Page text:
As for “my boy” Kinross: he raced a lot closer to a brisk pace – at least early on in the race – than I would have anticipated. He lost ground in the middle part, finding it all a bit too hot.

When it looked his race is over, Harry Bentley seemed to galvanize him once more which meant Kinross started to make progress and was about to be moving through an opening gap with about two furlongs to go.

It was then that the accelerating Kameko suddenly cut across and as a consequence hampered Kinross badly, who lost vital momentum. One could also argue Kameko was simply faster moving through the same gap Kinross wanted to get through too.

The drift in the betting to 20/1 SP was evidence that there was little confidence in his chances. So it looks he may not be quite as good as I have hoped. Nonetheless I still think he can become a top class horse. He finished 6th in a deep 2000 Guineas despite being badly hampered, though possibly need the step up to 10 furlongs to be seen to best effect. I retain hope.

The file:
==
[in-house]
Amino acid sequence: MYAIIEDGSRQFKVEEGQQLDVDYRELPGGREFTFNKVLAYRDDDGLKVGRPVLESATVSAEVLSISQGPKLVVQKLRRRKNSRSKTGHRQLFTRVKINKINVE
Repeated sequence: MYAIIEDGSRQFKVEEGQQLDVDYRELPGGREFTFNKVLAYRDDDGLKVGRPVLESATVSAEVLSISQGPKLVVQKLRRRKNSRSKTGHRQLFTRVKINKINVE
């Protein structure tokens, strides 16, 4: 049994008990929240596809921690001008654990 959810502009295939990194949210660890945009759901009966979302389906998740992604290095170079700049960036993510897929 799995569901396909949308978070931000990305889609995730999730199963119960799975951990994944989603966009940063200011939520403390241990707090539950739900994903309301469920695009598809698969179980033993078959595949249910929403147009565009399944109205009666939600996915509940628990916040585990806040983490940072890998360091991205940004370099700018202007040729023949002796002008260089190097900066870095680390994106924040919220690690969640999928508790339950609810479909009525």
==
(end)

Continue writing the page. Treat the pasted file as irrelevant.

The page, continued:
Richard Hughes Calls Out Racingpost

If those from within the industry start to call you out it’s time to finally listen and step up. It’s clear that people are fed up with the substandard product the Racingpost is producing. What were usually disgruntled racing fans, now starts to spread to people from within the sport. That must be a real concern for the Racingpost.

I concluded as much last week that the paper is devoid of original content. If you charge £3.90/€4.20 for a daily paper that operates in a niche segment that is horse racing you better offer tremendous value – i.e. quality content – to justify such a steep price tag.

Tough Times for Ryan Moore